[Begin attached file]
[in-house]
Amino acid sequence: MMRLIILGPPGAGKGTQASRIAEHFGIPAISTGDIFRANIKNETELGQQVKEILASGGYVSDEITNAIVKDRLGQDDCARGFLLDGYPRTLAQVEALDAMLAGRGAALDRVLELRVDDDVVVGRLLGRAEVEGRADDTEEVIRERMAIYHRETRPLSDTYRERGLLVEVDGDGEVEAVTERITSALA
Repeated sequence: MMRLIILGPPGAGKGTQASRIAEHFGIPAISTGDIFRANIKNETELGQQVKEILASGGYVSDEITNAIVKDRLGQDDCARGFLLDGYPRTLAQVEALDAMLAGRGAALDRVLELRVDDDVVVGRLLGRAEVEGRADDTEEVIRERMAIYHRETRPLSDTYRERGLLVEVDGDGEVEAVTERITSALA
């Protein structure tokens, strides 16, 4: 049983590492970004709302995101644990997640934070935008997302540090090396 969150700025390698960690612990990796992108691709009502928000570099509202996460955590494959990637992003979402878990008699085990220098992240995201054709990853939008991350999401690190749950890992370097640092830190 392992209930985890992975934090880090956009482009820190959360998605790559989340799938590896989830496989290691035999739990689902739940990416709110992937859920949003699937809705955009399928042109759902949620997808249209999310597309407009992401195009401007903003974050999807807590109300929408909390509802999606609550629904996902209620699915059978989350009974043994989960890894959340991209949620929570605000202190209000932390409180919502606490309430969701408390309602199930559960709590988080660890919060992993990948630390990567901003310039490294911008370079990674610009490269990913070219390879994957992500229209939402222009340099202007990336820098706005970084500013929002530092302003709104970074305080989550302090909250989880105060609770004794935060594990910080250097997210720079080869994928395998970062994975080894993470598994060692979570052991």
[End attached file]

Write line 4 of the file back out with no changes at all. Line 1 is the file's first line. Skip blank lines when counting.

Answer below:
């Protein structure tokens, strides 16, 4: 049983590492970004709302995101644990997640934070935008997302540090090396 969150700025390698960690612990990796992108691709009502928000570099509202996460955590494959990637992003979402878990008699085990220098992240995201054709990853939008991350999401690190749950890992370097640092830190 392992209930985890992975934090880090956009482009820190959360998605790559989340799938590896989830496989290691035999739990689902739940990416709110992937859920949003699937809705955009399928042109759902949620997808249209999310597309407009992401195009401007903003974050999807807590109300929408909390509802999606609550629904996902209620699915059978989350009974043994989960890894959340991209949620929570605000202190209000932390409180919502606490309430969701408390309602199930559960709590988080660890919060992993990948630390990567901003310039490294911008370079990674610009490269990913070219390879994957992500229209939402222009340099202007990336820098706005970084500013929002530092302003709104970074305080989550302090909250989880105060609770004794935060594990910080250097997210720079080869994928395998970062994975080894993470598994060692979570052991």